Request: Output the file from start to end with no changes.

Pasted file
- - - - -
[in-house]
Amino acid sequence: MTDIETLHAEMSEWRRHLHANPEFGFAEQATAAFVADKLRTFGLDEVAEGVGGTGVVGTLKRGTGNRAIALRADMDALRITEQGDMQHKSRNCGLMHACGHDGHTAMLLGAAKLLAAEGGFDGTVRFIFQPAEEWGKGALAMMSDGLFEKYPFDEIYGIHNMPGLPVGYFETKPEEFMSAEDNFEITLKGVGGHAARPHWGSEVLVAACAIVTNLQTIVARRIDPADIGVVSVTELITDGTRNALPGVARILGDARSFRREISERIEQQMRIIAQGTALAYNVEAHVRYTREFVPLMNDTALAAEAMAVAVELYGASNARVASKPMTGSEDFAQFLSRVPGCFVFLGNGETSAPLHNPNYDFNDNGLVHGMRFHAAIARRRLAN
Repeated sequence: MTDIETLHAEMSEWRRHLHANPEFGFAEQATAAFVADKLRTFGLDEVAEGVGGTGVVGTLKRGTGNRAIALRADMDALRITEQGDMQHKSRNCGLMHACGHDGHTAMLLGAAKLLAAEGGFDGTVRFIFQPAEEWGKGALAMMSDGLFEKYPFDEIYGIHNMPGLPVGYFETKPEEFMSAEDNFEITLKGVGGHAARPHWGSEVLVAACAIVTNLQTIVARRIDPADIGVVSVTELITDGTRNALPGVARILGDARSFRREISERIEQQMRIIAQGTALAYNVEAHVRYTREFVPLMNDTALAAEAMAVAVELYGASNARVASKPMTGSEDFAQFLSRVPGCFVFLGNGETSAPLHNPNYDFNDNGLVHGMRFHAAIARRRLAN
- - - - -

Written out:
[in-house]
Amino acid sequence: MTDIETLHAEMSEWRRHLHANPEFGFAEQATAAFVADKLRTFGLDEVAEGVGGTGVVGTLKRGTGNRAIALRADMDALRITEQGDMQHKSRNCGLMHACGHDGHTAMLLGAAKLLAAEGGFDGTVRFIFQPAEEWGKGALAMMSDGLFEKYPFDEIYGIHNMPGLPVGYFETKPEEFMSAEDNFEITLKGVGGHAARPHWGSEVLVAACAIVTNLQTIVARRIDPADIGVVSVTELITDGTRNALPGVARILGDARSFRREISERIEQQMRIIAQGTALAYNVEAHVRYTREFVPLMNDTALAAEAMAVAVELYGASNARVASKPMTGSEDFAQFLSRVPGCFVFLGNGETSAPLHNPNYDFNDNGLVHGMRFHAAIARRRLAN
Repeated sequence: MTDIETLHAEMSEWRRHLHANPEFGFAEQATAAFVADKLRTFGLDEVAEGVGGTGVVGTLKRGTGNRAIALRADMDALRITEQGDMQHKSRNCGLMHACGHDGHTAMLLGAAKLLAAEGGFDGTVRFIFQPAEEWGKGALAMMSDGLFEKYPFDEIYGIHNMPGLPVGYFETKPEEFMSAEDNFEITLKGVGGHAARPHWGSEVLVAACAIVTNLQTIVARRIDPADIGVVSVTELITDGTRNALPGVARILGDARSFRREISERIEQQMRIIAQGTALAYNVEAHVRYTREFVPLMNDTALAAEAMAVAVELYGASNARVASKPMTGSEDFAQFLSRVPGCFVFLGNGETSAPLHNPNYDFNDNGLVHGMRFHAAIARRRLAN